* Three houses in the village of Wazir Abad, three miles west of the Kabul airport, were flattened by a U.S. bomb, killing two girls, ages six and eleven.


* U.S. planes again mistakenly bombed the Red Cross compound in Kabul, dropping eight bombs in two separate bombing runs, and destroying four
warehouses. All the buildings had large, red crosses painted on the roofs and the Red Cross had given their coordinates to the U.S. military twice —
once at the beginning of the war and again after two of the buildings were bombed on Oct. 16. Food and supplies that could have fed 55,000 people this
winter were destroyed.


* On Oct. 27, U.S. bombs fell on two civilian hamlets in Northern Alliance territory (Ghanikheil and Raqi) and one village in Taliban territory (Nikhahil), killing 12 people and injuring at least 10 others. (Ghanikheil is far behind the front lines, according to the Times of London.) This was the fifth time U.S. planes had bombed Northern Alliance territory by
mistake.


* On Oct 28, a bomb flattened a house in the Qali Hotair neighborhood of Kabul, killing seven children as they were eating breakfast with their father. The blast also killed another two children in a neighboring house, one of them a two-year-old. Three more people died near the Macroyan housing
complex. A bomb fell on a bus and killed two civilians attempting to flee Kabul with their family.


* On Oct. 30, the U.S. began broadcasting radio messages to the Afghan people warning them not to mistake the cluster bomblets for the similar-looking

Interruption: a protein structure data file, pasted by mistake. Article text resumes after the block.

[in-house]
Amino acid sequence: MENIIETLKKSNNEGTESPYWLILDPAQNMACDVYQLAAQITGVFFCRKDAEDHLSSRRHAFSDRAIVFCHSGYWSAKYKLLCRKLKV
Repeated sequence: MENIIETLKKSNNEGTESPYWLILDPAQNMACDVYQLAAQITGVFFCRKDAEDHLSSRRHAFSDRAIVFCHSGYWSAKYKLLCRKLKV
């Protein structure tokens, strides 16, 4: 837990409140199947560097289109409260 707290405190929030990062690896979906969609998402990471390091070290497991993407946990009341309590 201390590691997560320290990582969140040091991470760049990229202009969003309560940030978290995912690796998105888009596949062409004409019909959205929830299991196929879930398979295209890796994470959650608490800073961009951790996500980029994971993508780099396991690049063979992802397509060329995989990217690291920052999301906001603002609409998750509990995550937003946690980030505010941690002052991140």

food packets being dropped from U.S. planes. (Both are the same color and size.) Unfortunately, almost no one in Afghanistan was hearing the broadcasts, according to BBC reporters.


* On Oct. 31, a U.S. bomb damaged a Red Crescent hospital in Kandahar, killing 15 people and severely injuring 25, including hospital staff and patients.
Two ambulances were destroyed in the attack. Red Crescent flags were flying outside the hospital and stretchers were stacked against one outside wall.


* Cluster bombs exploded in Jabraheel, littering unexploded bomblets over this suburb of Herat. At least one person died after picking up a bomblet. The Los Angeles Times (which has, so far, featured the best war reporting of any U.S. newspaper) reported that U.S. planes have begun carpet bombing all over the countryside, although the Pentagon had dubbed it "area bombing," to avoid negative connotations.


And so it goes. I’ll save November for another day; the point is, civilian deaths are happening daily, and the rest of the world is seeing them daily in the context of a campaign where nobody can really shoot back — and attacks that prevent the delivery of food to millions of people who need to get it in the next week or two or face a slow death by starvation this winter.

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ACTION ALERT: Fox: Civilian Casualties Not News – http://www.theexperiment.org/articles.php?news_id=1551

Taliban Agreed to Bin Laden Handover in 1998 – http://www.theexperiment.org/articles.php?news_id=1545

New (e)Book by Chomsky on 9-11 – http://www.theexperiment.org/articles.php?news_id=1544

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Noam Chomsky On the Bombings – http://www.theexperiment.org/articles.php?news_id=1474

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Osama bin Laden 101: Understanding bin Laden – http://www.theexperiment.org/articles.php?news_id=1500 ]

Author: Geov Parrish

News Service: WorkingForChange – 11.07.01

URL: http://www.workingforchange.com/article.cfm?ItemID=12291